Thursday, January 28, 2016

Follow-up On Yesterday's Presentation

A great big THANKS! to Lynn for his presentation yesterday on scanning, storing and sharing our photos.  He shared a great deal of information with us.  For those of you who did not get a hand-out (who knew we would have such a fabulous turnout!), you can find a copy of Digital Photo Terminology here.  You can also access a copy of the PDF file from the Resources tab of the blog.

Lynn will be doing a workshop on the photo scanning process on Wednesday, 3 Feb from 7-9 PM in Osprey 2 at the Lake House.  He has offered to help five of the people who volunteered at yesterday's meeting get started (he is limited by equipment and time).  But anyone who would like to come and observe, ask questions and learn about the process by watching how it works, is welcome to join us.

An email will go out early next week as a reminder.

Also, our next regualar meeting (10 Feb) will consist of a very short presentation on what you need to do to prepare for our field trip to the Family History Library on 24 February and the rest of the meeting will be devoted to working on our research.   

How To User Search Like A Pro: 10 Tips and Tricks for Google and Beyond

Searching with regular sentences will only get you so far – if you need to find something a bit tricky turn to these advanced yet simple methods.  There is a link to an article in The Guardian about clever ways to search Goolge (and other search engines).

You can never have too many tools in your toolbox!

Wednesday, January 27, 2016

Organizing Your Research

Most of you must think Linda and I are broken records.  We keep saying, over and over again, how important it is to keep multiple copes of things, cite your research, use research plans and research logs .... we are sure you are tired of hearing us nag!

But for any of you who are still struggling to figure out how to organize your research, Vanessa Wieland, online editor at Family Tree University, recently posted on four ways to get organized.  It is a good article, comprised of information taken from one of Family Tree University's workshops.

For the sake of simlicity, I have re-posted part of her article below:

There are different ways of organizing your physical files and ephemera, or perhaps, like me, you do a combination of both online and physical records-keeping. Below, excerpted from the workshop, are four (4) approaches to organizing your physical files into folders.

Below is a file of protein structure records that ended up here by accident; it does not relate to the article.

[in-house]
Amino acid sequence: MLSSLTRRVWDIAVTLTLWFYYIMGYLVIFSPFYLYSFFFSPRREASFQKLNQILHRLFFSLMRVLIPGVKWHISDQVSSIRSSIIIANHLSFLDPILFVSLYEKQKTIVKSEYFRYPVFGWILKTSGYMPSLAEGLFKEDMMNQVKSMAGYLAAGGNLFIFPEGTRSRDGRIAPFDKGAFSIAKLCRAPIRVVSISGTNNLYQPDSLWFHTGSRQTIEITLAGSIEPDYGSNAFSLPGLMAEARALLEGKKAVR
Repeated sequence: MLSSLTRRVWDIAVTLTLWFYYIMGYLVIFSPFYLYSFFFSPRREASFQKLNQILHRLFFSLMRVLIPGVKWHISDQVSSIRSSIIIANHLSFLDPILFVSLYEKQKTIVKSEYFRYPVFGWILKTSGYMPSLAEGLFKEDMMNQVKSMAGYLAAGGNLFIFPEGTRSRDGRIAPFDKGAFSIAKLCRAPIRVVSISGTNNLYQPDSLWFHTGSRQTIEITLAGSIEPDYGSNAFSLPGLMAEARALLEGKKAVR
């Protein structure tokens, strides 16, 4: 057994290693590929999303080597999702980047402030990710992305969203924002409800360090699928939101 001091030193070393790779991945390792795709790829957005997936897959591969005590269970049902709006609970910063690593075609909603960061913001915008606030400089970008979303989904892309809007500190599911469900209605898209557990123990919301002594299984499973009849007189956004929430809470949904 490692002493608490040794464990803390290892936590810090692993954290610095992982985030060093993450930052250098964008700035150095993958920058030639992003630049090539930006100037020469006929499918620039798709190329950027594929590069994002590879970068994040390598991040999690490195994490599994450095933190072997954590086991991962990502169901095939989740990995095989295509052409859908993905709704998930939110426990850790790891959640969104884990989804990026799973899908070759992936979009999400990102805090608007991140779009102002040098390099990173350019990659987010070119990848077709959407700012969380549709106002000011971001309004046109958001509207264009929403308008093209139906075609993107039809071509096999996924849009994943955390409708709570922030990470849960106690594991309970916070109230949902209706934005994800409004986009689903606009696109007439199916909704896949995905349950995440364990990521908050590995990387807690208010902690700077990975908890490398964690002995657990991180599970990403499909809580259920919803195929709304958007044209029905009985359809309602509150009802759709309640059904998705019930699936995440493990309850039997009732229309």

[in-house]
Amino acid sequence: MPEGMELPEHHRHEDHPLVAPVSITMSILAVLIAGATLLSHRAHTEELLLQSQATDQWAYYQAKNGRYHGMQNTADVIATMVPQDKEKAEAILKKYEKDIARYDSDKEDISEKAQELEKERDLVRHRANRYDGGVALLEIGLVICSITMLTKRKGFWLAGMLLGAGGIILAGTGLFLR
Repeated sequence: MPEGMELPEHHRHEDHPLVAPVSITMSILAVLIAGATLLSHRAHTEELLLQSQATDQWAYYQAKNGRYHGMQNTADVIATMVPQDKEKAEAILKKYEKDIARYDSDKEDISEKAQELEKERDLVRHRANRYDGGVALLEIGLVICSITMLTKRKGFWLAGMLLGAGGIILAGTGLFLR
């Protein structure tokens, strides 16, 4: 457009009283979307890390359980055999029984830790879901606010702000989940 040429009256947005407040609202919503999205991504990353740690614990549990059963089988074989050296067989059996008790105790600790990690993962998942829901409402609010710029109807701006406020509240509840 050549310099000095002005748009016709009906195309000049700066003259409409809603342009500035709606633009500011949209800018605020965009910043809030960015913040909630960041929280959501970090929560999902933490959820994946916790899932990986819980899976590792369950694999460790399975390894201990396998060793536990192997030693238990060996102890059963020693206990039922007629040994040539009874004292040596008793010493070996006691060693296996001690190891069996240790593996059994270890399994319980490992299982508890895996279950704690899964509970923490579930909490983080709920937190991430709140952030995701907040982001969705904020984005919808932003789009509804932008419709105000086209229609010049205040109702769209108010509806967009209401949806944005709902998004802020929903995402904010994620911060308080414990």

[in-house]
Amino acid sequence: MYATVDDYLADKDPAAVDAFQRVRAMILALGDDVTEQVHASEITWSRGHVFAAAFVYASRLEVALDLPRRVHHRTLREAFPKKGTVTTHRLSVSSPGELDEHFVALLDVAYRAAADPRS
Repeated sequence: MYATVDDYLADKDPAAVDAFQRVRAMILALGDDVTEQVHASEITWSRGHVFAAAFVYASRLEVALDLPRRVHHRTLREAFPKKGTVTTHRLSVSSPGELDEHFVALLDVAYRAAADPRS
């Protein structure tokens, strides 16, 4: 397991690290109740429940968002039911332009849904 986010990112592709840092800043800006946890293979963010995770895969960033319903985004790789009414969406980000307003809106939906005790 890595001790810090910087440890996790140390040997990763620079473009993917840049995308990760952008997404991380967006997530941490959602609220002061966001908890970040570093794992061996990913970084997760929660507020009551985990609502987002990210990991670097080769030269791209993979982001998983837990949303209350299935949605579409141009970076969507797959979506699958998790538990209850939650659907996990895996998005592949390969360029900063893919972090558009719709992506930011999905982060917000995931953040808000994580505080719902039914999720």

What you'll need:
  • A filing cabinet or file boxes with lids. If you use a box, look for ones with a grooved edge so you can use hanging files.
  • Letter-sized hanging file folders in at least four different colors.
  • Manila folders that fit inside hanging file folders.
  • Electric label maker or fine-tipped pens.
1.    Color-Code by Generation 
  • This method is easiest if you first print off a pedigree chart that covers four to five generations. If you don't use computer software, you can download a free pedigree chart here.
  • Assign a color to each of your grandparents, then use the same color for that grandparent's line. For example, if you assigned yellow to your paternal grandfather, all of the people in his line would also receive yellow.
  • Assign one color for both your father and your mother.
  • Assign one color for yourself.
  • Use a hanging file of the appropriate color to hold each generation, putting them into a box or file cabinet in generation order (self, parents, grandparents, etc).
2.    File by Surname
Assign colors to each surname and create a manila folder for each person, labeling the tab with the name and dates of birth/death, i.e. CONNERS, Matilda 1774-1812.
3.    File by Individual and Record Type
  • Like the Surname organization, assign colors to each surname and create a manila folder for each person, labeling the tab with the name and dates of birth/death, i.e. CONNERS, Matilda 1774-1812.
  • Place the individual folder into the appropriate color hanging file.
  • Place each document type into a separate manila folder and place into the same hanging file as the individual folder, i.e. all military records for the individual in one folder, all vital statistics in another.
  • Alphabetize hanging files by surname.
4.    Organize by Individual Folder
Keep an individual folder for each person stocked with the following items, plus other records you find:
  • a family group sheet
  • a pedigree chart
  • a timeline
  • to-do list
  • your research log
  • official records (vitals, land, census, military, etc)
  • correspondence
  • historical information

Tuesday, January 26, 2016

Free "Google Guide for Genealogy" ebook

Who doesn't love something for free - particularly when it is a 350 page book on the most effective ways to use Google for genealogy research.

Following is a sample of some of the Chapters:

Book chapters: “Google Guide for Genealogy” will include the follow chapters:

Chapter 1: Building a Foundation for Successful Google Research
Chapter 2: Genealogy Is a Repeatable Process
Chapter 3: Keep a research log and cite your sources
Chapter 4: Qualify Search Parameters with Boolean Operators
Chapter 5: Wildcard Searches
Chapter 6: Google Search Operators
Chapter 7: Setting Up Advanced Searches
Chapter 8: Understanding the Records You Will Find Online
Chapter 9: Maximizing Website Searches among Database Record Collections
Chapter 10: Search Queries for Finding and Searching Blogs,
Chapter 11: Advance Tips and Tricks for Better Genealogy Search
Chapter 12: Google Specialized Search Engines
Chapter 13: Google Applications for Genealogy